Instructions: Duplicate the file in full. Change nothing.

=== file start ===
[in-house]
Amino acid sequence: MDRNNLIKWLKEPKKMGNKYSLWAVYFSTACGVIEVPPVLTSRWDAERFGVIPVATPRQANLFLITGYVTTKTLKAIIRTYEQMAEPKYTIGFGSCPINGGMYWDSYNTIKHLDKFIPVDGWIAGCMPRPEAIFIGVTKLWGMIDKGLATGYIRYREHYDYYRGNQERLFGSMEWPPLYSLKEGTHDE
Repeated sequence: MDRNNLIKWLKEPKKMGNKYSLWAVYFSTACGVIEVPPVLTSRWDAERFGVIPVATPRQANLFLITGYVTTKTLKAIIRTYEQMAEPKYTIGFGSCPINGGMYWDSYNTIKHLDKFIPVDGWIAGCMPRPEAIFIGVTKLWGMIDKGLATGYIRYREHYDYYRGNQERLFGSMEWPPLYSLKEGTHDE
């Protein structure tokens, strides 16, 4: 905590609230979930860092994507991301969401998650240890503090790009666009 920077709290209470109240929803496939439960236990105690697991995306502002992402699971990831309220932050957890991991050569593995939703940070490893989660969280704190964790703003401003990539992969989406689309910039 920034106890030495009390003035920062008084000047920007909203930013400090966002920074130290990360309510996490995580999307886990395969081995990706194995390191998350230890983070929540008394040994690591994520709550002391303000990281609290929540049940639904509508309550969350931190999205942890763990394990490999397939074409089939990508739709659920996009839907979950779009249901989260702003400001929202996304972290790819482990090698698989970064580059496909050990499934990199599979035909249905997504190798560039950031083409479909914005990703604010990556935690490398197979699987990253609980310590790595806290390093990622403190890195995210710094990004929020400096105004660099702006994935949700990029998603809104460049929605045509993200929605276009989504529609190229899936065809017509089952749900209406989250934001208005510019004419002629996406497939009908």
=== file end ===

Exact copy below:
[in-house]
Amino acid sequence: MDRNNLIKWLKEPKKMGNKYSLWAVYFSTACGVIEVPPVLTSRWDAERFGVIPVATPRQANLFLITGYVTTKTLKAIIRTYEQMAEPKYTIGFGSCPINGGMYWDSYNTIKHLDKFIPVDGWIAGCMPRPEAIFIGVTKLWGMIDKGLATGYIRYREHYDYYRGNQERLFGSMEWPPLYSLKEGTHDE
Repeated sequence: MDRNNLIKWLKEPKKMGNKYSLWAVYFSTACGVIEVPPVLTSRWDAERFGVIPVATPRQANLFLITGYVTTKTLKAIIRTYEQMAEPKYTIGFGSCPINGGMYWDSYNTIKHLDKFIPVDGWIAGCMPRPEAIFIGVTKLWGMIDKGLATGYIRYREHYDYYRGNQERLFGSMEWPPLYSLKEGTHDE
């Protein structure tokens, strides 16, 4: 905590609230979930860092994507991301969401998650240890503090790009666009 920077709290209470109240929803496939439960236990105690697991995306502002992402699971990831309220932050957890991991050569593995939703940070490893989660969280704190964790703003401003990539992969989406689309910039 920034106890030495009390003035920062008084000047920007909203930013400090966002920074130290990360309510996490995580999307886990395969081995990706194995390191998350230890983070929540008394040994690591994520709550002391303000990281609290929540049940639904509508309550969350931190999205942890763990394990490999397939074409089939990508739709659920996009839907979950779009249901989260702003400001929202996304972290790819482990090698698989970064580059496909050990499934990199599979035909249905997504190798560039950031083409479909914005990703604010990556935690490398197979699987990253609980310590790595806290390093990622403190890195995210710094990004929020400096105004660099702006994935949700990029998603809104460049929605045509993200929605276009989504529609190229899936065809017509089952749900209406989250934001208005510019004419002629996406497939009908």